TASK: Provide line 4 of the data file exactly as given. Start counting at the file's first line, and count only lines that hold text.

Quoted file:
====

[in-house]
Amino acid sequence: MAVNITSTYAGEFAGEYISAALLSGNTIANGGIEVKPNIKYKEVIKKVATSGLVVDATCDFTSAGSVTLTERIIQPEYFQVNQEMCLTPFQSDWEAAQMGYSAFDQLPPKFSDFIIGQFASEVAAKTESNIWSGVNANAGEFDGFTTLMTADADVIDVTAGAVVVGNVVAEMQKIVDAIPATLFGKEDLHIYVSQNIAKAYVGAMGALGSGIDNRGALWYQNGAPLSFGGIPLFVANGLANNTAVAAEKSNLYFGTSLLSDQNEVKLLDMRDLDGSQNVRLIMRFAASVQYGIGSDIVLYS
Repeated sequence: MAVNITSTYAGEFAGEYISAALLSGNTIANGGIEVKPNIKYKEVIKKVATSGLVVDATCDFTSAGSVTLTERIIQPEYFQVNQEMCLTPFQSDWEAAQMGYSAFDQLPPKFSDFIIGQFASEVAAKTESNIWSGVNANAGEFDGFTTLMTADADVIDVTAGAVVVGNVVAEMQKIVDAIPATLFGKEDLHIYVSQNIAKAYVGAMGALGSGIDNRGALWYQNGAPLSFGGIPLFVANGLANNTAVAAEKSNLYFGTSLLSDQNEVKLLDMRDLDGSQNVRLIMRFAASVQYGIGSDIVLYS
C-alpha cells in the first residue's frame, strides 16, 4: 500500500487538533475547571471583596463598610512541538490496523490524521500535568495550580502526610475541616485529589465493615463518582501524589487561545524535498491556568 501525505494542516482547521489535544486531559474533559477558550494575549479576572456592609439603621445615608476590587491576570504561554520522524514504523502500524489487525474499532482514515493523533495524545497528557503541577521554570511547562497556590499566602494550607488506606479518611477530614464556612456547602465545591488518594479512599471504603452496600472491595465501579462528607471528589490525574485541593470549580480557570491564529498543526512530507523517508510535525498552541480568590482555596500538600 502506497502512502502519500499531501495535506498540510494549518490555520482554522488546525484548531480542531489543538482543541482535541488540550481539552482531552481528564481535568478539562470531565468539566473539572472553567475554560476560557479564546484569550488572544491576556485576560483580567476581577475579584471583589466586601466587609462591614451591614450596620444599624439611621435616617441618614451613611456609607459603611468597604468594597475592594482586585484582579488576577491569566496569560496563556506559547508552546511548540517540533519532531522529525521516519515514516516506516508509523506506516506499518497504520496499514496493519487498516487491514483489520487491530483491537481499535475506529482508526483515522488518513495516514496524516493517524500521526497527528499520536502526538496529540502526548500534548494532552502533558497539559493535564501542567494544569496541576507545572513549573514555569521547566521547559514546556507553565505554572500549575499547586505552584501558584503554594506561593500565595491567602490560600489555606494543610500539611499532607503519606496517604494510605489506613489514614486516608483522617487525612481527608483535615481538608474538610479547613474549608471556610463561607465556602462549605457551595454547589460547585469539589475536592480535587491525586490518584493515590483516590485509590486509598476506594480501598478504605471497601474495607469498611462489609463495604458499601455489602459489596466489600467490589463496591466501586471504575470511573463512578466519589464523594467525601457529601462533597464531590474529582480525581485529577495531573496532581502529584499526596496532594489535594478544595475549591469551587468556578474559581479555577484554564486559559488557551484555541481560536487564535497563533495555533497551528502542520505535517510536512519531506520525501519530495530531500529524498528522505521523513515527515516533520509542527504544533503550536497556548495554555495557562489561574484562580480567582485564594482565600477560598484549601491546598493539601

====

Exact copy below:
C-alpha cells in the first residue's frame, strides 16, 4: 500500500487538533475547571471583596463598610512541538490496523490524521500535568495550580502526610475541616485529589465493615463518582501524589487561545524535498491556568 501525505494542516482547521489535544486531559474533559477558550494575549479576572456592609439603621445615608476590587491576570504561554520522524514504523502500524489487525474499532482514515493523533495524545497528557503541577521554570511547562497556590499566602494550607488506606479518611477530614464556612456547602465545591488518594479512599471504603452496600472491595465501579462528607471528589490525574485541593470549580480557570491564529498543526512530507523517508510535525498552541480568590482555596500538600 502506497502512502502519500499531501495535506498540510494549518490555520482554522488546525484548531480542531489543538482543541482535541488540550481539552482531552481528564481535568478539562470531565468539566473539572472553567475554560476560557479564546484569550488572544491576556485576560483580567476581577475579584471583589466586601466587609462591614451591614450596620444599624439611621435616617441618614451613611456609607459603611468597604468594597475592594482586585484582579488576577491569566496569560496563556506559547508552546511548540517540533519532531522529525521516519515514516516506516508509523506506516506499518497504520496499514496493519487498516487491514483489520487491530483491537481499535475506529482508526483515522488518513495516514496524516493517524500521526497527528499520536502526538496529540502526548500534548494532552502533558497539559493535564501542567494544569496541576507545572513549573514555569521547566521547559514546556507553565505554572500549575499547586505552584501558584503554594506561593500565595491567602490560600489555606494543610500539611499532607503519606496517604494510605489506613489514614486516608483522617487525612481527608483535615481538608474538610479547613474549608471556610463561607465556602462549605457551595454547589460547585469539589475536592480535587491525586490518584493515590483516590485509590486509598476506594480501598478504605471497601474495607469498611462489609463495604458499601455489602459489596466489600467490589463496591466501586471504575470511573463512578466519589464523594467525601457529601462533597464531590474529582480525581485529577495531573496532581502529584499526596496532594489535594478544595475549591469551587468556578474559581479555577484554564486559559488557551484555541481560536487564535497563533495555533497551528502542520505535517510536512519531506520525501519530495530531500529524498528522505521523513515527515516533520509542527504544533503550536497556548495554555495557562489561574484562580480567582485564594482565600477560598484549601491546598493539601